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Looking back to go forward



COACH LEE GARLICK IS AN EXPERIENCED YOUTH COACH, QUALIFIED WITH UEFA A LICENCE, FA ADVANCED YOUTH AWARD & BSC (HONS) SPORTS & EXERCISE SCIENCE. HE IS CURRENTLY HEAD OF COACHING & COACH MENTOR WITH EXPERIENCE OF COACHING & MENTORING FROM GRASS ROOTS TO THE PROFESSIONAL GAME. Follow him at coachgarlick.co.uk .

Reflection, probably the most neglected tool in self development. Speaking from a personal perspective it’s fair to say this is an area I am weak at, especially in comparison to planning. In the build up to a session I will spend a considerable amount of time designing my practices, thinking about the questions I will pose and the words I will say. I’ll think about the physical challenges, how I can develop the cognitive ability of my players and what indicators of success I may see during my delivery.

But that’s it. I’ll deliver the session, and I’ll be onto the next. Often that’s the nature of the beast, with a hectic schedule and other commitments it’s all too easy to focus forward.

But this is holding me back. And I’m sure the same may be said about you? Now don’t get me wrong, I regularly evaluate my performance when delivering, I’m sure we all do, but this is usually via a quick chat to colleagues after the session or on the way home in the car. I’ll have that gut feeling of “wow that was great” or “jeez, I won’t be trying that again”, but is this really enough? Am I really learning from my own performance, much like I’d ask of my players?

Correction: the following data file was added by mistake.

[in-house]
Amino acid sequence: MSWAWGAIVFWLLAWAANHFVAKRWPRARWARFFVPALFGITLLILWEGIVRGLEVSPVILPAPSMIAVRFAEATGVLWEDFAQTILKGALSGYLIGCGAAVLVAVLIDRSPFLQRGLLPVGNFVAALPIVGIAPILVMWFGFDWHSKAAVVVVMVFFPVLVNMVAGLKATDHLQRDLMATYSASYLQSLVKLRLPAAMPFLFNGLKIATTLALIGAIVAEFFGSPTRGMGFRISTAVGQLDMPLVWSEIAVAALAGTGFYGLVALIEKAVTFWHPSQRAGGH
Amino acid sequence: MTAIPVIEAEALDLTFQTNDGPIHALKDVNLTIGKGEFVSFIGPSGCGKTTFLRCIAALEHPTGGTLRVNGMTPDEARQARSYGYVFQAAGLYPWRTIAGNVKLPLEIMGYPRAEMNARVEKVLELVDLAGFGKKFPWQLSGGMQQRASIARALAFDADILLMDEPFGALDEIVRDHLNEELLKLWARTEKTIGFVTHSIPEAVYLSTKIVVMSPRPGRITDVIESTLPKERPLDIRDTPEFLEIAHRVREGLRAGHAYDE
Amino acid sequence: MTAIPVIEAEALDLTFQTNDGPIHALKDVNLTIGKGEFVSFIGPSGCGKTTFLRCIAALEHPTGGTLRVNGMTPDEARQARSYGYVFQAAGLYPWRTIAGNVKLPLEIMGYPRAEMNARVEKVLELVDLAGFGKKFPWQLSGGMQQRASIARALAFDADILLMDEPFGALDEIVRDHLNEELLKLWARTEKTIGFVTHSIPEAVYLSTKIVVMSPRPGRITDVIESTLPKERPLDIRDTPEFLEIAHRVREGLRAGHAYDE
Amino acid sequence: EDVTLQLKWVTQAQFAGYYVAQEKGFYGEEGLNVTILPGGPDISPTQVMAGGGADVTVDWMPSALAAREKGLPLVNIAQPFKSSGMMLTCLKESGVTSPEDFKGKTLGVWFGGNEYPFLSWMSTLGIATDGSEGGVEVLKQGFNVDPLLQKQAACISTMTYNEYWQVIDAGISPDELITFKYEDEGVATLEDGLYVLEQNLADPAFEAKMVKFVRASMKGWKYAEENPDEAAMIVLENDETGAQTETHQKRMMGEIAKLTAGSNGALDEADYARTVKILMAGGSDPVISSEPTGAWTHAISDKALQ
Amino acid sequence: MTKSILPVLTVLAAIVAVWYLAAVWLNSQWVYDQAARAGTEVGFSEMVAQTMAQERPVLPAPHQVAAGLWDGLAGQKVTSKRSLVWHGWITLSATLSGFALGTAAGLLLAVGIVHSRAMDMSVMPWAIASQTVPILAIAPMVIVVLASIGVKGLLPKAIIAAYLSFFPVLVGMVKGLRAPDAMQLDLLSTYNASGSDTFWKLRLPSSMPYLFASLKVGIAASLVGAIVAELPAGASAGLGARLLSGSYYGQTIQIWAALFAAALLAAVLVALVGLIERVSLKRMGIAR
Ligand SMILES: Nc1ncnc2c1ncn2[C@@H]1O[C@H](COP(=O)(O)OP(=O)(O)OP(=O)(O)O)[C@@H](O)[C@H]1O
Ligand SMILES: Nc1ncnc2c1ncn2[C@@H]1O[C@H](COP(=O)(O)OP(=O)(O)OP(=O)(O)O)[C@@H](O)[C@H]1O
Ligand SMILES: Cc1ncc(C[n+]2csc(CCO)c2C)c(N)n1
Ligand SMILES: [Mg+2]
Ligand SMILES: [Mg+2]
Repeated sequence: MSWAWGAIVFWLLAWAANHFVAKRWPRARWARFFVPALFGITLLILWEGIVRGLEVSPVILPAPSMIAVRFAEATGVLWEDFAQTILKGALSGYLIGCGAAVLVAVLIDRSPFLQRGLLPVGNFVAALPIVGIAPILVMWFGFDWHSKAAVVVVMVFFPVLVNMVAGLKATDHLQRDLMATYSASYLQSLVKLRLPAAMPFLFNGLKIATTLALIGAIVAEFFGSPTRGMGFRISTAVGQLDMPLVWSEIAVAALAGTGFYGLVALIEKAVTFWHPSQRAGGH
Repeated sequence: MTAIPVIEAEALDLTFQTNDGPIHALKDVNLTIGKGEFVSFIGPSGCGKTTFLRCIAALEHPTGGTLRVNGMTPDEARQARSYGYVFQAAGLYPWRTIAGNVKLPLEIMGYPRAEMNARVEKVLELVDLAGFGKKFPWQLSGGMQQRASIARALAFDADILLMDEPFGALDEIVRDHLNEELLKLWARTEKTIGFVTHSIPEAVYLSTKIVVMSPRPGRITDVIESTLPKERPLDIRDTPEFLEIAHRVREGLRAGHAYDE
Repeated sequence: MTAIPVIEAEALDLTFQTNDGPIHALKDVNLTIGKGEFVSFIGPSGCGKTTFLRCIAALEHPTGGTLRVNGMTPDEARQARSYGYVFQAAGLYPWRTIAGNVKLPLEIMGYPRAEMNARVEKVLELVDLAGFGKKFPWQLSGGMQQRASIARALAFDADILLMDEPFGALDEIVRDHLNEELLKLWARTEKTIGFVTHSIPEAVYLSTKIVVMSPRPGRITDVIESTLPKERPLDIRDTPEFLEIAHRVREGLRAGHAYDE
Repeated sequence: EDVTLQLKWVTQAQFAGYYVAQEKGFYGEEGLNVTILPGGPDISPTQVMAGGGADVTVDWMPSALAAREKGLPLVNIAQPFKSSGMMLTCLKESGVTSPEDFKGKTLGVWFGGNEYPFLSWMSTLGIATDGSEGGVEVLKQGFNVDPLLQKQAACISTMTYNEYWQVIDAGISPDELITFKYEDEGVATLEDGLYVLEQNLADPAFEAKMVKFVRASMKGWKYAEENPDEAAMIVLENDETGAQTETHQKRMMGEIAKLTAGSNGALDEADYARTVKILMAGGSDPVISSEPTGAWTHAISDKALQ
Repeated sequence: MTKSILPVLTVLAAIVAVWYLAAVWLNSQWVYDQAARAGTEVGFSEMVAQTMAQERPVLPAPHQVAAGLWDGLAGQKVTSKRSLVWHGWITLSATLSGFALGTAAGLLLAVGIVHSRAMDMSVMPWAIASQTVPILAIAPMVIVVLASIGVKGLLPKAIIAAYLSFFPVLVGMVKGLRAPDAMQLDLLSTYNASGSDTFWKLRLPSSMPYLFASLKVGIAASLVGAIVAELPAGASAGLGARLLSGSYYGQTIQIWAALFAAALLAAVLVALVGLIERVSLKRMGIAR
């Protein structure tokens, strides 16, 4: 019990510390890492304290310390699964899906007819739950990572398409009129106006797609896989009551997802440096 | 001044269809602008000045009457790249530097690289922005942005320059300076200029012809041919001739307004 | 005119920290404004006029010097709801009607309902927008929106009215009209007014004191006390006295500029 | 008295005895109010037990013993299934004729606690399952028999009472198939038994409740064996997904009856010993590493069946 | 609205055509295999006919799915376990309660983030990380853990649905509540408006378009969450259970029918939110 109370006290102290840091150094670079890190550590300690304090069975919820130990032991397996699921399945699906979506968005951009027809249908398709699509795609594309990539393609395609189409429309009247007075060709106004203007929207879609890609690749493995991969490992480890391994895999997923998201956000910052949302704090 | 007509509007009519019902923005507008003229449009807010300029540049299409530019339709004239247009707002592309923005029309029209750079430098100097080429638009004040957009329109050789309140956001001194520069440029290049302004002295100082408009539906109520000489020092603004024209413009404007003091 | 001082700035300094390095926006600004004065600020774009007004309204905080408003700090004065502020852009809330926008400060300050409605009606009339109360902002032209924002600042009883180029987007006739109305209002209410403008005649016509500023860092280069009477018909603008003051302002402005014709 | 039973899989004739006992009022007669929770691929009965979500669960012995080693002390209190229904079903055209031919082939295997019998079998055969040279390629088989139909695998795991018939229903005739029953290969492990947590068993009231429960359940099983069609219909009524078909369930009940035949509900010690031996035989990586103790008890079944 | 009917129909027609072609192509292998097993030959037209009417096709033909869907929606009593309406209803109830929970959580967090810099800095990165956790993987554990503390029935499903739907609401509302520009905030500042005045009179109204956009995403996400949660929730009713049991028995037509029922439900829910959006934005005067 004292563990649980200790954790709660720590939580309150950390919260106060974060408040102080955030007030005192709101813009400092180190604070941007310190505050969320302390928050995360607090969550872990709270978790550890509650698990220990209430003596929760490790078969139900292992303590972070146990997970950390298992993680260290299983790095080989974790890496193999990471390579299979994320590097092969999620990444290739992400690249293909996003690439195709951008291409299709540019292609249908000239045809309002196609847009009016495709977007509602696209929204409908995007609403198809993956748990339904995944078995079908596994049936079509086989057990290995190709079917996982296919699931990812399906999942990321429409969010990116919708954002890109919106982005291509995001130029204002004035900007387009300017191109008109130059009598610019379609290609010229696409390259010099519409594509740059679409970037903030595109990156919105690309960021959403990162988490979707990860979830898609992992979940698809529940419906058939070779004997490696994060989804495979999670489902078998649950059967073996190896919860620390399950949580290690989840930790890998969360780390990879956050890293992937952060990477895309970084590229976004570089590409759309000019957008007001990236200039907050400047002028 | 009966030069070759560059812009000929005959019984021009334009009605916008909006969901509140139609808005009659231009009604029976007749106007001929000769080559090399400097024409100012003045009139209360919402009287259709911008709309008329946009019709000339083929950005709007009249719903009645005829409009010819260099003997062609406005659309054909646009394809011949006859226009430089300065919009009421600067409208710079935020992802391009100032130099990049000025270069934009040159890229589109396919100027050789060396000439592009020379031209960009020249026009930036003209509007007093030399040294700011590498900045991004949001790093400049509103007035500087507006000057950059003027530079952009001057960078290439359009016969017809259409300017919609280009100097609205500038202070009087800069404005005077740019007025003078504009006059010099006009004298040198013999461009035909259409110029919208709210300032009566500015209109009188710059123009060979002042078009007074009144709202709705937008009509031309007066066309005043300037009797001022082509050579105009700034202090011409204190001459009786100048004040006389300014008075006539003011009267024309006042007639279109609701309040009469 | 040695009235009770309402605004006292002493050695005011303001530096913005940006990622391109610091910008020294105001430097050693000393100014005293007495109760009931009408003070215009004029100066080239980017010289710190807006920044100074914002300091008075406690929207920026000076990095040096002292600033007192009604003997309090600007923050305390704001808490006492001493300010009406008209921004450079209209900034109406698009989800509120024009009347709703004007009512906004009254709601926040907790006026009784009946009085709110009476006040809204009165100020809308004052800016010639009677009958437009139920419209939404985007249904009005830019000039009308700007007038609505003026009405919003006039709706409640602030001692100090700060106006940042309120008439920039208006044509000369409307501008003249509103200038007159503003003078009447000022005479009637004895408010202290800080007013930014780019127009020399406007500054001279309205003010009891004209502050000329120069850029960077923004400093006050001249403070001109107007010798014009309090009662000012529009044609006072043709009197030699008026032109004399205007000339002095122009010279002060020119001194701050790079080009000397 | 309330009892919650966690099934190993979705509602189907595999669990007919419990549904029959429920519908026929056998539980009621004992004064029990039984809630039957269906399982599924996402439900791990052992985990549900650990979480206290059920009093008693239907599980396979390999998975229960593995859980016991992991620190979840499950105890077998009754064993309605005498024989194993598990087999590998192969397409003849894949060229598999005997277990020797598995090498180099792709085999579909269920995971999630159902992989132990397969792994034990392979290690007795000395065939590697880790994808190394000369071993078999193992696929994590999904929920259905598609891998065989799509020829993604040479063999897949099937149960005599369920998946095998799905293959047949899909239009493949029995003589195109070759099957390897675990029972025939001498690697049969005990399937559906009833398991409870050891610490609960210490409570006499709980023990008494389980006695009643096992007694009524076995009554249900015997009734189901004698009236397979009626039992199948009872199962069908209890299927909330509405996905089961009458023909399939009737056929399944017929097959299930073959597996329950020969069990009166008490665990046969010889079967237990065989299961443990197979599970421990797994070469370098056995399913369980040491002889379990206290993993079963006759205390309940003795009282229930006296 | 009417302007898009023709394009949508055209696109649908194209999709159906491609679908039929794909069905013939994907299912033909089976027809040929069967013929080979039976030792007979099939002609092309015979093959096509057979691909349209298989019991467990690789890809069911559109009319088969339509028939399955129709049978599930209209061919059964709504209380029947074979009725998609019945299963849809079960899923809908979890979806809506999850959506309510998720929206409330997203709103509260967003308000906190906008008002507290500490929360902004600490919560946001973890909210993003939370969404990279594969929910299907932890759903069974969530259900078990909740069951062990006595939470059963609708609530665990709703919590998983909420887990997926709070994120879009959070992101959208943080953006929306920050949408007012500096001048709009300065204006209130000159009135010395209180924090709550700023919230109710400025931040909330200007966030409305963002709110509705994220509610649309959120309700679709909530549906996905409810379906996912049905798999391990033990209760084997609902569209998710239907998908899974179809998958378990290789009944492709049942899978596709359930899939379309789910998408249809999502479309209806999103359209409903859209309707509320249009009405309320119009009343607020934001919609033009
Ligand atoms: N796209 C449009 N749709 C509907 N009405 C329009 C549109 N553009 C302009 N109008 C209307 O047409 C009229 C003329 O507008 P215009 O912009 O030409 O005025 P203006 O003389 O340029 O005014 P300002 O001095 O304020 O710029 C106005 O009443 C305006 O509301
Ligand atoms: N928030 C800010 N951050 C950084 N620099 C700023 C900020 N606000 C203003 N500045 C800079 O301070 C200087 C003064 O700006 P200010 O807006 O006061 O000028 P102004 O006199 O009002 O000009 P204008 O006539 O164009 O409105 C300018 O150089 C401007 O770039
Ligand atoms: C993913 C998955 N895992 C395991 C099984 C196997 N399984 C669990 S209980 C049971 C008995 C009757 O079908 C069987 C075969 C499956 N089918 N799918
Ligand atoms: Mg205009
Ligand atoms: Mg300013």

My honest answer; no.

Why not? I have recently come to believe that this could be down to the fact that I have no specific structure or method to my reflective practice.

So, moving forward I will be implementing a few key actions worth the aim of improving my ability to reflect on my performance as a coach. Initially I will be following the process outlined below:

  • Prioritise – Make reflection a priority, either immediately after the session or the following day.

  • Ink it don’t think it – Get something down on paper (or voice note whilst driving home). Thoughts, feelings, diagrams, anything that will allow me to revisit.

  • Structure – When doing my reflection, follow a sequence or structure to capture a variety of responses. This could be something as simple as “What went well”, “even better if” and “changes for next time”.

  • Positives – Find the positives. Often I (and I guess maybe you also) am very harsh on myself. Building on positives is just as important as working on weaknesses.

  • Action – Write down logical and achievable steps to enable change. Put times and dates to make myself accountable.

  • Revisit – Take the time to go back and re-read reflections.

Hopefully by having this process in place I will be able to reflect effectively and implement change (or continue to build on my strengths).

I encourage you to give this a go (or a version which may work better for you) in order to further your coaching. I strongly feel this is an area I have neglected, and I’m genuinely excited to see what this process beholds.



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